I’m not the biggest comic book fan in the world. I love the worlds and many of the stories, but I’m much more of a casual fan of characters like Iron Man, Superman and Batman. I’ve seen all the movies and played many of the games, but I’ve never read much of the source material these characters come from. I’m also much more of a fan of the campy side of these characters like the 60’s Batman series or shows like Batman: The Brave and the Bold. With that being said, however, I have been a huge fan of the Arkham series of games from Warner Bros. and Rocksteady Studios.
Batman: Arkham Knight starts off shortly after the events of Arkham City. The Joker is dead, but that doesn’t mean Batman can retire comfortably to Wayne Manor. The power vacuum that is left means someone’s going to step up and this time that someone just happens to be Scarecrow. He launches an attack on Gotham that forces officials to evacuate the city. The only people left in town are the police and the criminals. It’s a perfect way to evacuate a city and leave it a virtual playground for both villain and hero alike to play in. The overall size of Gotham is roughly five times that of Arkham City before it.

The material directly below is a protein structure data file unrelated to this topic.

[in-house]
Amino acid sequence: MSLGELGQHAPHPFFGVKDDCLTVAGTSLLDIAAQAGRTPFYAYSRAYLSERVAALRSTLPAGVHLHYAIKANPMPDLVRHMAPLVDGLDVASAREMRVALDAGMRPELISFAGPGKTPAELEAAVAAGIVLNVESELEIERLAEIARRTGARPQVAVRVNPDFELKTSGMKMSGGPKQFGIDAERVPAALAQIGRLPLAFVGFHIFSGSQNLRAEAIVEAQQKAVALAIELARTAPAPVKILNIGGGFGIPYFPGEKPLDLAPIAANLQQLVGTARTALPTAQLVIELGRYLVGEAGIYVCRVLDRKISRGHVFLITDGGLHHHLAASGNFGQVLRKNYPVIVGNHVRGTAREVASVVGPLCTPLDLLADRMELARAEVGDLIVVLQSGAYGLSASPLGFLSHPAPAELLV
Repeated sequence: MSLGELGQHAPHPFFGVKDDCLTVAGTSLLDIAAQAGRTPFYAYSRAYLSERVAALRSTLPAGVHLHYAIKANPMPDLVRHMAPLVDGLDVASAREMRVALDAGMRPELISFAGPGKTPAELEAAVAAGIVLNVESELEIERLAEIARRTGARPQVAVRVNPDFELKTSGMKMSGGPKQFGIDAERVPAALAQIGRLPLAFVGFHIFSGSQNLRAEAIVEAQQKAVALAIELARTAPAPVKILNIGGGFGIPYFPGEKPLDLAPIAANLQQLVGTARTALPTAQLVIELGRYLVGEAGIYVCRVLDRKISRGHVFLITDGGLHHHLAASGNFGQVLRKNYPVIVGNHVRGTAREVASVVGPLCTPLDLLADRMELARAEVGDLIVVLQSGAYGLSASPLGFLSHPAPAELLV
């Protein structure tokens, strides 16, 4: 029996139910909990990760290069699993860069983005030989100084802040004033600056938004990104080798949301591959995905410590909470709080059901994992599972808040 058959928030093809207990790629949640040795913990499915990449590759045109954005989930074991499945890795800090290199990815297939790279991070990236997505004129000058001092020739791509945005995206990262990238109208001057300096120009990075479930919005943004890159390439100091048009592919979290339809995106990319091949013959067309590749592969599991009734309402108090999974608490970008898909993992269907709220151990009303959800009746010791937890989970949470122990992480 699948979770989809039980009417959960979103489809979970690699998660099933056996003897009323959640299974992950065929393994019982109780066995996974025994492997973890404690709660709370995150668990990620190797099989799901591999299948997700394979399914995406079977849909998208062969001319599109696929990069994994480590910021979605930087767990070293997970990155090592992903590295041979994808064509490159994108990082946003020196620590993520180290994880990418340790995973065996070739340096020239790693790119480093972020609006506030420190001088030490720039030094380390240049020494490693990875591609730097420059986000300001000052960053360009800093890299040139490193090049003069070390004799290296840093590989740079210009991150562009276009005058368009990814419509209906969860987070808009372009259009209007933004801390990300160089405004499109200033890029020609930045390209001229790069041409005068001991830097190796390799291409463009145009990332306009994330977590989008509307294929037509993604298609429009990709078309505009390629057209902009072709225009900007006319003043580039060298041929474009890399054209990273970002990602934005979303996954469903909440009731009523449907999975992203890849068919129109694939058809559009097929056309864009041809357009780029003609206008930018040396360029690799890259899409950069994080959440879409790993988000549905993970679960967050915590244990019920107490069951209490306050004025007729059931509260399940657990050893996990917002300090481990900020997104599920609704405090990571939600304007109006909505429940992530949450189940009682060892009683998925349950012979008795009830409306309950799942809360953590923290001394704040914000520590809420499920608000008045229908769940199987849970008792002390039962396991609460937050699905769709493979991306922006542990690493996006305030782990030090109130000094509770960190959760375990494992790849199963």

This time around you not only have the ability to glide around the city, being able to go virtually from one end to the other without ever having to touch the ground, but you also have the Batmobile to drive around in. While at first it’s a mess and erratic I soon figured out just how to effectively drive the car and was able to zoom around the city in no time.